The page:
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Sherman Anti-Trust Act (1890)

Based on Congress’s power under the Commerce Clause, this Act put limits on certain economic rights and was the first attempt by Congress to limit monopolies. It gave Congress the power to investigate and dissolve contracts or business combinations (mergers) that restrained interstate or foreign trade or commerce. The lawsuit that broke up telecommunications company AT&T in 1982 was filed under the Sherman Anti-Trust Act.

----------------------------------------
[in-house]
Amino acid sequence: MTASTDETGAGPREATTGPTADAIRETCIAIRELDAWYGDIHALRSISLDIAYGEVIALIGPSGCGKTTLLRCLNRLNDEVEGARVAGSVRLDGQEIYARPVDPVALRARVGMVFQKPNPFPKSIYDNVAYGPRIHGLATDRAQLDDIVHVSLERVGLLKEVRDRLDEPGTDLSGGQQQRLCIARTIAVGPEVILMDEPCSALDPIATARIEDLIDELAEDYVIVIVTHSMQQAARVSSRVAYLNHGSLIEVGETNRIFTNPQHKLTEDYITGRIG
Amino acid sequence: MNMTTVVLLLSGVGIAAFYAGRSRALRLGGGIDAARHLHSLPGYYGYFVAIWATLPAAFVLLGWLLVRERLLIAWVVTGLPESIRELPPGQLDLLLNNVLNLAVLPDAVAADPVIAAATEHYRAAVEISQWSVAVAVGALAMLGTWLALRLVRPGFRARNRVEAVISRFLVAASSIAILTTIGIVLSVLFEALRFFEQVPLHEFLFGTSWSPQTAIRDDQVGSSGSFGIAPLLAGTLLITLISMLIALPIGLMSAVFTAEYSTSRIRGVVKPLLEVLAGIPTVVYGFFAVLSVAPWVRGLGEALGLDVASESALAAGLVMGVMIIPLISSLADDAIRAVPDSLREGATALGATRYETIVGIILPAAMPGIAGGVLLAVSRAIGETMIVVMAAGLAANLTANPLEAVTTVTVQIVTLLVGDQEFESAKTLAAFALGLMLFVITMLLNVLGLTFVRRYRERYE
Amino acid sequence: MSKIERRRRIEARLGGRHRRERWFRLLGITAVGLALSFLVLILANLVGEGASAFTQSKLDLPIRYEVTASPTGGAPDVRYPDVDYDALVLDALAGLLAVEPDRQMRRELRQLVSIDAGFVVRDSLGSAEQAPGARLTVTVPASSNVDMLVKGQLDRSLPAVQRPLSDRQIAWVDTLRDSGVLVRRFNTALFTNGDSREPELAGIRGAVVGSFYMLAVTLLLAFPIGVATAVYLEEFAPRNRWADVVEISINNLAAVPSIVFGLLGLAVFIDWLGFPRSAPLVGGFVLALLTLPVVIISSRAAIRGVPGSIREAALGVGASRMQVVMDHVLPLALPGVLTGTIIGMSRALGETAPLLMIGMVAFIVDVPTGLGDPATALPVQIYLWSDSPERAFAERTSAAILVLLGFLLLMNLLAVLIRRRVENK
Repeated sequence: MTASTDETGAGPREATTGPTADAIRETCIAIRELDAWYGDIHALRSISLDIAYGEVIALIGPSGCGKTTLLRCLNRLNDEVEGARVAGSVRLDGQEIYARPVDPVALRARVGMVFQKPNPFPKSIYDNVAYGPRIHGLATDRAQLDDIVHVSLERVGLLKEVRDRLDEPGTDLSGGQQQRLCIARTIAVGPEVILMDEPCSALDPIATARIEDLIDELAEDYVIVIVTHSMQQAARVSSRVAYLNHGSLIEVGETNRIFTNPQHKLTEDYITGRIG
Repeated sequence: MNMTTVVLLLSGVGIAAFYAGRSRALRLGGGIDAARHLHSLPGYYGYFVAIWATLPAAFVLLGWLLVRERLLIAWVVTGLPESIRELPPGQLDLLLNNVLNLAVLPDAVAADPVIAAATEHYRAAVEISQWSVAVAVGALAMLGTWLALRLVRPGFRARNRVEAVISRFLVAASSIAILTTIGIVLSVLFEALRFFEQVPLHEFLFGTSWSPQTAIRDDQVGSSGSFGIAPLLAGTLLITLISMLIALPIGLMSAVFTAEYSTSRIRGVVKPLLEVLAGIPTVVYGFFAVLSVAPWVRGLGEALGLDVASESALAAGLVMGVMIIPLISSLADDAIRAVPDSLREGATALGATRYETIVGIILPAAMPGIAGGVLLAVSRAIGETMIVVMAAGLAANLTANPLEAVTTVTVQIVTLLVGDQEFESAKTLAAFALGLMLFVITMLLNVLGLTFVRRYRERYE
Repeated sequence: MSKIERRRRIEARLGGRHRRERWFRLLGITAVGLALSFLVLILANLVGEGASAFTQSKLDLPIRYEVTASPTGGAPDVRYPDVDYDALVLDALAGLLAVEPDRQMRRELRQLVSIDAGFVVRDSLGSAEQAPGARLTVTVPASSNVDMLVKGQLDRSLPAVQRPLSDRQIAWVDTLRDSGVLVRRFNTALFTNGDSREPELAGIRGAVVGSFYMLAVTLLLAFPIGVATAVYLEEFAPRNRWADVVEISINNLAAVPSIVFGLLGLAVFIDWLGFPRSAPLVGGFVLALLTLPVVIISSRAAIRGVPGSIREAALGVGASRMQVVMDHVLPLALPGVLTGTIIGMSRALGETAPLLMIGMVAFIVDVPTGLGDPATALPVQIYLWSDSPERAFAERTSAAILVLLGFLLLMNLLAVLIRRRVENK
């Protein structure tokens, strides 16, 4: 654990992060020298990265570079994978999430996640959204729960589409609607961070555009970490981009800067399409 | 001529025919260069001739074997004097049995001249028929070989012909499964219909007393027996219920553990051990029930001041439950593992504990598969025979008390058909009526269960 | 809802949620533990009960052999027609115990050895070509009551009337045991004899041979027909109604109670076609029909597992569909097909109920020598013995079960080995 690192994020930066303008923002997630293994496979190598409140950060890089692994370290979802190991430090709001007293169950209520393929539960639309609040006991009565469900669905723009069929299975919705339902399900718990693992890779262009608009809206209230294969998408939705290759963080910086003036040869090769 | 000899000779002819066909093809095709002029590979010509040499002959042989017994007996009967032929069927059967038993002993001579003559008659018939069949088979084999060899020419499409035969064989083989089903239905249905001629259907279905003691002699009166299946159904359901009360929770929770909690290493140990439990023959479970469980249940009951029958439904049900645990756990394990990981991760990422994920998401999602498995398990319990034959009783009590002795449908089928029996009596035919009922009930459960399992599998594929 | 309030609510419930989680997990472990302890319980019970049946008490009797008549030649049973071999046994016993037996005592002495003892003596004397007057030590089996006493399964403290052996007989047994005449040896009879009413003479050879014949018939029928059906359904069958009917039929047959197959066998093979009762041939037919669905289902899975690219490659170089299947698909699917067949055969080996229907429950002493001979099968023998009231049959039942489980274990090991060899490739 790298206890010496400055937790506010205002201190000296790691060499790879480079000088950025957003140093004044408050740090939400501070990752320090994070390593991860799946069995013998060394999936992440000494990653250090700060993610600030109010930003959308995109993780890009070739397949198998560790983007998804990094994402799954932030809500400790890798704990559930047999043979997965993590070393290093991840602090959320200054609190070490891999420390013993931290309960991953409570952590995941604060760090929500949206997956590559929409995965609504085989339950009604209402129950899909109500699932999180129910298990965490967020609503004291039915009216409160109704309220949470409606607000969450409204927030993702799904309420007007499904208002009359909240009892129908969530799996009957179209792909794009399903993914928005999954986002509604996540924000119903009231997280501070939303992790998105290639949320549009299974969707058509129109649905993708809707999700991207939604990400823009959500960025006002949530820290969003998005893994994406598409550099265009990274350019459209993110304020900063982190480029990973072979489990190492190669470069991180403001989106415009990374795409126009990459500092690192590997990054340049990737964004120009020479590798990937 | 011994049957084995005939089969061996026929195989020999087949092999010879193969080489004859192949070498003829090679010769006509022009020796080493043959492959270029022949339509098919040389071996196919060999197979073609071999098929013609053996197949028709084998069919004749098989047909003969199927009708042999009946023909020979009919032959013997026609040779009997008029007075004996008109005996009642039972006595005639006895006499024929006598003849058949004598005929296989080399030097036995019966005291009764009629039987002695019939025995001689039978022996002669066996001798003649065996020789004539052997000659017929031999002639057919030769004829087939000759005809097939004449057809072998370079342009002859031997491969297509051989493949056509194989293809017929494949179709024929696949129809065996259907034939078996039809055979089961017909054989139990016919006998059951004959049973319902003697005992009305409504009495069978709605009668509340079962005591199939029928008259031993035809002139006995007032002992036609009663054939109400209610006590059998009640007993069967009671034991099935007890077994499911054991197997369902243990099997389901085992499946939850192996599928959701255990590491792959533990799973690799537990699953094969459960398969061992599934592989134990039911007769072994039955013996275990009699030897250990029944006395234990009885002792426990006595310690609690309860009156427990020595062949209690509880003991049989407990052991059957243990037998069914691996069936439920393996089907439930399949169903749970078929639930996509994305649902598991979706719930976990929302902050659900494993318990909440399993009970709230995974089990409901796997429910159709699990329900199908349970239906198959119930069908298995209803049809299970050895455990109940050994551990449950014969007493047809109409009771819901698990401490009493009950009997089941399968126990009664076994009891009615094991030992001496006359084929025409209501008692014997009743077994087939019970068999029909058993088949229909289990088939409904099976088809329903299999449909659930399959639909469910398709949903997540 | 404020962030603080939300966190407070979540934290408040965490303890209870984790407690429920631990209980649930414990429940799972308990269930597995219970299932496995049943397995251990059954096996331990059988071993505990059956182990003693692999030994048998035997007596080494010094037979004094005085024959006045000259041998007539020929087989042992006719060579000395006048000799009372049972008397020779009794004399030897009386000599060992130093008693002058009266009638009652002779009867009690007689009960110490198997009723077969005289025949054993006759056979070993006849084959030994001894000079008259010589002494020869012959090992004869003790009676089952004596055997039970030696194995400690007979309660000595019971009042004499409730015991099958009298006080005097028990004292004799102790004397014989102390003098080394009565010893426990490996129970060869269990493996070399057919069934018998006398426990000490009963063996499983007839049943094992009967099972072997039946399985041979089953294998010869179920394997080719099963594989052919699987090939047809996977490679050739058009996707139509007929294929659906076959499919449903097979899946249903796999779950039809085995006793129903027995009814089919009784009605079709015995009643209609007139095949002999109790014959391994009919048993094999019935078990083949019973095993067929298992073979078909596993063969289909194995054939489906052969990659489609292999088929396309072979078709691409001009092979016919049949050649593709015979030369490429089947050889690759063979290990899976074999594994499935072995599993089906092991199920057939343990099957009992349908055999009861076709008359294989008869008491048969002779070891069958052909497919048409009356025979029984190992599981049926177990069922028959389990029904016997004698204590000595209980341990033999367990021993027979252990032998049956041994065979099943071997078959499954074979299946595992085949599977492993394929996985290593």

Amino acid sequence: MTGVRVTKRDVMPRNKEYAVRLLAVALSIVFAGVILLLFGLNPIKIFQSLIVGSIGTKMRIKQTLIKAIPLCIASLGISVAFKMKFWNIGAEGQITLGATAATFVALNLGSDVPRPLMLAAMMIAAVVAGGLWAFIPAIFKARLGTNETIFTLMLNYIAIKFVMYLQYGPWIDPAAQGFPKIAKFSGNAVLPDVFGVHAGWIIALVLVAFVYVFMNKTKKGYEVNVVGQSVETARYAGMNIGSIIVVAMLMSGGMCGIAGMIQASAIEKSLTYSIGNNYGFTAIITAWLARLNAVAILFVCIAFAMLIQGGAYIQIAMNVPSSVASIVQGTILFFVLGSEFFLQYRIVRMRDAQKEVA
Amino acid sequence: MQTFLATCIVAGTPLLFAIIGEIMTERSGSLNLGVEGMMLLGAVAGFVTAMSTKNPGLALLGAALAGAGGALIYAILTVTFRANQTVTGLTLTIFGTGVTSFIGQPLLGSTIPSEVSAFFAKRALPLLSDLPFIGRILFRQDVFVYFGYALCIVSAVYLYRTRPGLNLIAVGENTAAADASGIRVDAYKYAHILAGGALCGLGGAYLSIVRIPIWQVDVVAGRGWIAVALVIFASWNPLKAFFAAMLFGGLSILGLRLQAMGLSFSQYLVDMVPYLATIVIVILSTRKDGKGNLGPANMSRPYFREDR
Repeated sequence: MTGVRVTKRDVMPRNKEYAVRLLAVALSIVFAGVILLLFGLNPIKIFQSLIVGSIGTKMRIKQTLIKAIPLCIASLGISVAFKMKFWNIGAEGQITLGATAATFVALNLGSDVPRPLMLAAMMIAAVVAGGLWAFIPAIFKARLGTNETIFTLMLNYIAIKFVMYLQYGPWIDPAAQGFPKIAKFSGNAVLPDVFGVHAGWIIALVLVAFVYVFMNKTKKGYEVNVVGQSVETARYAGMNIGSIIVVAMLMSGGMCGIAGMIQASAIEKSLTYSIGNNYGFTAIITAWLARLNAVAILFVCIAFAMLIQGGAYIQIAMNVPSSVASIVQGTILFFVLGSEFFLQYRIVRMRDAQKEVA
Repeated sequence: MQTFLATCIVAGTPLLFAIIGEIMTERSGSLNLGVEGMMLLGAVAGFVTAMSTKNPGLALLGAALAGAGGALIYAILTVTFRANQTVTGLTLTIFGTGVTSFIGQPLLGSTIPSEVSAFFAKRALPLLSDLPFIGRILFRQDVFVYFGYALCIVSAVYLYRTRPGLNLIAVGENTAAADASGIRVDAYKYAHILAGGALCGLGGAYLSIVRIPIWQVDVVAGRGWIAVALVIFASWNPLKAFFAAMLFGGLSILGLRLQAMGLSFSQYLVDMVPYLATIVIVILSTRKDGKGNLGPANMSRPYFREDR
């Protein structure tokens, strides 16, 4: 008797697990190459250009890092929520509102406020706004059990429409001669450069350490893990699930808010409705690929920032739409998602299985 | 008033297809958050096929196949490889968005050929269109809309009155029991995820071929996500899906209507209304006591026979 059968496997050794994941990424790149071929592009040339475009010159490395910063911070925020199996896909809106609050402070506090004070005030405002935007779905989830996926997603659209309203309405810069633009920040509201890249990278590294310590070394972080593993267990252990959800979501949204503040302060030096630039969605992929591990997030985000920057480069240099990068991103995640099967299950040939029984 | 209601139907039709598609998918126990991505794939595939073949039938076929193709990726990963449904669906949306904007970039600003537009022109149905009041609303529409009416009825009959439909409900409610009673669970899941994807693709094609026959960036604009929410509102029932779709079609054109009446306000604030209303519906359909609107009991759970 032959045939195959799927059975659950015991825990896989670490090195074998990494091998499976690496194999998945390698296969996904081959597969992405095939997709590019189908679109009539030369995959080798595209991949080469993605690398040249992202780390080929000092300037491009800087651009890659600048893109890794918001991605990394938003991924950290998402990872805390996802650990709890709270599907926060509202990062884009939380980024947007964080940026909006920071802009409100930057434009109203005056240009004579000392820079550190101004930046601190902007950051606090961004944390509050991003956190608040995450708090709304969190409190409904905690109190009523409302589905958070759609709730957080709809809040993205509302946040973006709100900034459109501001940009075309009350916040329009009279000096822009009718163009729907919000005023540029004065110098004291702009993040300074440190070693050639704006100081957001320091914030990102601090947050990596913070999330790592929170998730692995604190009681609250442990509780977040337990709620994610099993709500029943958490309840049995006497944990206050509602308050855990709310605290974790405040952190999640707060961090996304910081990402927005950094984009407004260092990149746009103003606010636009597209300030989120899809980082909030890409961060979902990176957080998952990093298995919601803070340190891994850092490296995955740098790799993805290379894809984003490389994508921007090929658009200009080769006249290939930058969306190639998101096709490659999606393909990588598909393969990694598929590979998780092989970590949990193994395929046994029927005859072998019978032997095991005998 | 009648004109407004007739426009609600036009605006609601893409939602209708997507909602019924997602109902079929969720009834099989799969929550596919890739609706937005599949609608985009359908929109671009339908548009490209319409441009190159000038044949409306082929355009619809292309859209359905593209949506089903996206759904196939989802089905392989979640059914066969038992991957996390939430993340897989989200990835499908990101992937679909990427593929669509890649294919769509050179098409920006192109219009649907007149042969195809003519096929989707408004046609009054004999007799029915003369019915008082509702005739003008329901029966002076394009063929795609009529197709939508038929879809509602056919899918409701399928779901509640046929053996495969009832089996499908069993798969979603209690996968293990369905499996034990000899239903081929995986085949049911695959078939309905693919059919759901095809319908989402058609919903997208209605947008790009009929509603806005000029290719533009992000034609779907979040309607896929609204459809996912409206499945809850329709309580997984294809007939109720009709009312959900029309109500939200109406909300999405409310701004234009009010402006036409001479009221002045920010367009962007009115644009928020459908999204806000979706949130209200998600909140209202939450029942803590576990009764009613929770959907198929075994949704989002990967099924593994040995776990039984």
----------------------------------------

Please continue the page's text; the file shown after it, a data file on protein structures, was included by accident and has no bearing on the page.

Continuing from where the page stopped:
This law was used successfully by President Theodore Roosevelt in what he called his “trust-busting” campaigns, and by President William Howard Taft against the Standard Oil trust and the American Tobacco Company.